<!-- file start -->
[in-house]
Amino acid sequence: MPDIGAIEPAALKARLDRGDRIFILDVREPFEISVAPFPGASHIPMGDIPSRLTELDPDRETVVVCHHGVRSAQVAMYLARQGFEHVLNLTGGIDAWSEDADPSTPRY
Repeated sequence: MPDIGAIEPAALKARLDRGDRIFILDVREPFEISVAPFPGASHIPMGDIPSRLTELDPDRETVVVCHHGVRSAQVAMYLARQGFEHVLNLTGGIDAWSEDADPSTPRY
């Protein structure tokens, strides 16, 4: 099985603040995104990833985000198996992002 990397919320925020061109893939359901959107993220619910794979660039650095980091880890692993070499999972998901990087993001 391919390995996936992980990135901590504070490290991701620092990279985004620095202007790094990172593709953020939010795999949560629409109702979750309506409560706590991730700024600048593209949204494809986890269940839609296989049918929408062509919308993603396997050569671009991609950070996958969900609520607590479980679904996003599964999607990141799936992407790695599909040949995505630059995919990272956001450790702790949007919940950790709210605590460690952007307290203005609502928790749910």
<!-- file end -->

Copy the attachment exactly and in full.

[in-house]
Amino acid sequence: MPDIGAIEPAALKARLDRGDRIFILDVREPFEISVAPFPGASHIPMGDIPSRLTELDPDRETVVVCHHGVRSAQVAMYLARQGFEHVLNLTGGIDAWSEDADPSTPRY
Repeated sequence: MPDIGAIEPAALKARLDRGDRIFILDVREPFEISVAPFPGASHIPMGDIPSRLTELDPDRETVVVCHHGVRSAQVAMYLARQGFEHVLNLTGGIDAWSEDADPSTPRY
């Protein structure tokens, strides 16, 4: 099985603040995104990833985000198996992002 990397919320925020061109893939359901959107993220619910794979660039650095980091880890692993070499999972998901990087993001 391919390995996936992980990135901590504070490290991701620092990279985004620095202007790094990172593709953020939010795999949560629409109702979750309506409560706590991730700024600048593209949204494809986890269940839609296989049918929408062509919308993603396997050569671009991609950070996958969900609520607590479980679904996003599964999607990141799936992407790695599909040949995505630059995919990272956001450790702790949007919940950790709210605590460690952007307290203005609502928790749910």